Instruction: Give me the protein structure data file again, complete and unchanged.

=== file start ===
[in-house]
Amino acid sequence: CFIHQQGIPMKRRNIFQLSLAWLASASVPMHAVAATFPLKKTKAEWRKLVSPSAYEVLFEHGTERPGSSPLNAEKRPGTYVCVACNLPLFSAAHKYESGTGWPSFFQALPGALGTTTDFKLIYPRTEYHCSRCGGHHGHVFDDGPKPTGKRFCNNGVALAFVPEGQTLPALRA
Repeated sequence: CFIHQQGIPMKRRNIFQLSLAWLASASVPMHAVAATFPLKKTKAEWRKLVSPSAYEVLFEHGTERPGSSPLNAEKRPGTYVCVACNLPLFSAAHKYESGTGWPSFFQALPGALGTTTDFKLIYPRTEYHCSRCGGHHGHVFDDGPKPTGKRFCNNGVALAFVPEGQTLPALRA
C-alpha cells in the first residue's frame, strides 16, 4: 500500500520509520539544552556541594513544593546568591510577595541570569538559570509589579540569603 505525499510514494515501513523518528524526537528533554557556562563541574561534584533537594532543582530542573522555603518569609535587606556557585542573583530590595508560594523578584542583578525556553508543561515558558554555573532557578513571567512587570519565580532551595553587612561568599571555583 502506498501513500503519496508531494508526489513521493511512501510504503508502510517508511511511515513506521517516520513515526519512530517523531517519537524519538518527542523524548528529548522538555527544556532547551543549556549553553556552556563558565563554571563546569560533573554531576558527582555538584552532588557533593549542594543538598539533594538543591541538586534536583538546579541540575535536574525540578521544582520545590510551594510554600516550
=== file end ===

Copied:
[in-house]
Amino acid sequence: CFIHQQGIPMKRRNIFQLSLAWLASASVPMHAVAATFPLKKTKAEWRKLVSPSAYEVLFEHGTERPGSSPLNAEKRPGTYVCVACNLPLFSAAHKYESGTGWPSFFQALPGALGTTTDFKLIYPRTEYHCSRCGGHHGHVFDDGPKPTGKRFCNNGVALAFVPEGQTLPALRA
Repeated sequence: CFIHQQGIPMKRRNIFQLSLAWLASASVPMHAVAATFPLKKTKAEWRKLVSPSAYEVLFEHGTERPGSSPLNAEKRPGTYVCVACNLPLFSAAHKYESGTGWPSFFQALPGALGTTTDFKLIYPRTEYHCSRCGGHHGHVFDDGPKPTGKRFCNNGVALAFVPEGQTLPALRA
C-alpha cells in the first residue's frame, strides 16, 4: 500500500520509520539544552556541594513544593546568591510577595541570569538559570509589579540569603 505525499510514494515501513523518528524526537528533554557556562563541574561534584533537594532543582530542573522555603518569609535587606556557585542573583530590595508560594523578584542583578525556553508543561515558558554555573532557578513571567512587570519565580532551595553587612561568599571555583 502506498501513500503519496508531494508526489513521493511512501510504503508502510517508511511511515513506521517516520513515526519512530517523531517519537524519538518527542523524548528529548522538555527544556532547551543549556549553553556552556563558565563554571563546569560533573554531576558527582555538584552532588557533593549542594543538598539533594538543591541538586534536583538546579541540575535536574525540578521544582520545590510551594510554600516550